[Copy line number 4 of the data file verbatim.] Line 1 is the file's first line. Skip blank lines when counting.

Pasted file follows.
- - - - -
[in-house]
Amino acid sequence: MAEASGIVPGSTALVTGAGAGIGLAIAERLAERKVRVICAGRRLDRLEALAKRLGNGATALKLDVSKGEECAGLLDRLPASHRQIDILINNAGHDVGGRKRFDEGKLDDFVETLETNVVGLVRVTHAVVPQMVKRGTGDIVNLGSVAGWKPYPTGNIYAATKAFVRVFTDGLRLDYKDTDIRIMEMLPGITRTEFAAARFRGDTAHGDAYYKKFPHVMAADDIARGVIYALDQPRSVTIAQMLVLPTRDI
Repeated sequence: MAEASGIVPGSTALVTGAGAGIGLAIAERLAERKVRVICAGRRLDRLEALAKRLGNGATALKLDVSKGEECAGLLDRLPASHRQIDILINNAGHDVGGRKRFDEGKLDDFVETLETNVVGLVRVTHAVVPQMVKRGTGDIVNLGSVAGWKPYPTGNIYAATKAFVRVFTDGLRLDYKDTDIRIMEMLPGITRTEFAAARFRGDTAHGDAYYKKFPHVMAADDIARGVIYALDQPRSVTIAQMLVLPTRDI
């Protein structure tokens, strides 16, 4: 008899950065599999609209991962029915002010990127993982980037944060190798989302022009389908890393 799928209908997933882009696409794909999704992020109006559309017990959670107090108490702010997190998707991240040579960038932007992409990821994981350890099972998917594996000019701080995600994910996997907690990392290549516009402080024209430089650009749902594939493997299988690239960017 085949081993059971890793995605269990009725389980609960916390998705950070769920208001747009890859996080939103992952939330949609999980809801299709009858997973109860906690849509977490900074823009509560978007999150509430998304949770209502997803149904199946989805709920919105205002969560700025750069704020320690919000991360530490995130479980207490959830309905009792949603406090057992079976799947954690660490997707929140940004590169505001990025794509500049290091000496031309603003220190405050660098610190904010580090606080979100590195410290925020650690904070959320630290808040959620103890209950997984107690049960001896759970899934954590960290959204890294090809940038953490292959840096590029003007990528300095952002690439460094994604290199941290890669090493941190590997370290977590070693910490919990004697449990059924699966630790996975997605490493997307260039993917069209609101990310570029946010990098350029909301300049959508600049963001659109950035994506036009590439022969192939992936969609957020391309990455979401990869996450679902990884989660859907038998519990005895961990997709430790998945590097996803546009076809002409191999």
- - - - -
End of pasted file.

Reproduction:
């Protein structure tokens, strides 16, 4: 008899950065599999609209991962029915002010990127993982980037944060190798989302022009389908890393 799928209908997933882009696409794909999704992020109006559309017990959670107090108490702010997190998707991240040579960038932007992409990821994981350890099972998917594996000019701080995600994910996997907690990392290549516009402080024209430089650009749902594939493997299988690239960017 085949081993059971890793995605269990009725389980609960916390998705950070769920208001747009890859996080939103992952939330949609999980809801299709009858997973109860906690849509977490900074823009509560978007999150509430998304949770209502997803149904199946989805709920919105205002969560700025750069704020320690919000991360530490995130479980207490959830309905009792949603406090057992079976799947954690660490997707929140940004590169505001990025794509500049290091000496031309603003220190405050660098610190904010580090606080979100590195410290925020650690904070959320630290808040959620103890209950997984107690049960001896759970899934954590960290959204890294090809940038953490292959840096590029003007990528300095952002690439460094994604290199941290890669090493941190590997370290977590070693910490919990004697449990059924699966630790996975997605490493997307260039993917069209609101990310570029946010990098350029909301300049959508600049963001659109950035994506036009590439022969192939992936969609957020391309990455979401990869996450679902990884989660859907038998519990005895961990997709430790998945590097996803546009076809002409191999």